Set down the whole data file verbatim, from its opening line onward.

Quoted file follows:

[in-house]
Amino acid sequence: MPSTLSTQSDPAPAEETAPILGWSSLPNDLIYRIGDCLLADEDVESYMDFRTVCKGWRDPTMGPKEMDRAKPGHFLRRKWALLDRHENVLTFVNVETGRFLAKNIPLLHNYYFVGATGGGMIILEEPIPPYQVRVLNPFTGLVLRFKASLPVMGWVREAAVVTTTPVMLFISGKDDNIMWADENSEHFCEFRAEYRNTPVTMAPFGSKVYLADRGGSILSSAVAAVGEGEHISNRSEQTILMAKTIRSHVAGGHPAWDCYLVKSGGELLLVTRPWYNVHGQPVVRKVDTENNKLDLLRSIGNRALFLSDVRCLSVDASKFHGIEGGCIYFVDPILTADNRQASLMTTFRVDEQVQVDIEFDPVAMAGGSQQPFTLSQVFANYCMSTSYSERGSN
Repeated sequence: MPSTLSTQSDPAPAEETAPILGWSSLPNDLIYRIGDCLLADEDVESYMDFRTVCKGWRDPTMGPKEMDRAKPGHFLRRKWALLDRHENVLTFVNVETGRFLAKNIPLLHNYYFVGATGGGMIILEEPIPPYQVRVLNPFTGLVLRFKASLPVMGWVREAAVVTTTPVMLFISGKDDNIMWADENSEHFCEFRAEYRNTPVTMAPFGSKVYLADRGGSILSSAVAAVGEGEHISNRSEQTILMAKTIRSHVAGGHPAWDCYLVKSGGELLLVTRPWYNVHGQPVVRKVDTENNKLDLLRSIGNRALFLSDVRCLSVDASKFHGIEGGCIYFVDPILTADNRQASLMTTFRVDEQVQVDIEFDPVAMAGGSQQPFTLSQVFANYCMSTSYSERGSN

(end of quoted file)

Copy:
[in-house]
Amino acid sequence: MPSTLSTQSDPAPAEETAPILGWSSLPNDLIYRIGDCLLADEDVESYMDFRTVCKGWRDPTMGPKEMDRAKPGHFLRRKWALLDRHENVLTFVNVETGRFLAKNIPLLHNYYFVGATGGGMIILEEPIPPYQVRVLNPFTGLVLRFKASLPVMGWVREAAVVTTTPVMLFISGKDDNIMWADENSEHFCEFRAEYRNTPVTMAPFGSKVYLADRGGSILSSAVAAVGEGEHISNRSEQTILMAKTIRSHVAGGHPAWDCYLVKSGGELLLVTRPWYNVHGQPVVRKVDTENNKLDLLRSIGNRALFLSDVRCLSVDASKFHGIEGGCIYFVDPILTADNRQASLMTTFRVDEQVQVDIEFDPVAMAGGSQQPFTLSQVFANYCMSTSYSERGSN
Repeated sequence: MPSTLSTQSDPAPAEETAPILGWSSLPNDLIYRIGDCLLADEDVESYMDFRTVCKGWRDPTMGPKEMDRAKPGHFLRRKWALLDRHENVLTFVNVETGRFLAKNIPLLHNYYFVGATGGGMIILEEPIPPYQVRVLNPFTGLVLRFKASLPVMGWVREAAVVTTTPVMLFISGKDDNIMWADENSEHFCEFRAEYRNTPVTMAPFGSKVYLADRGGSILSSAVAAVGEGEHISNRSEQTILMAKTIRSHVAGGHPAWDCYLVKSGGELLLVTRPWYNVHGQPVVRKVDTENNKLDLLRSIGNRALFLSDVRCLSVDASKFHGIEGGCIYFVDPILTADNRQASLMTTFRVDEQVQVDIEFDPVAMAGGSQQPFTLSQVFANYCMSTSYSERGSN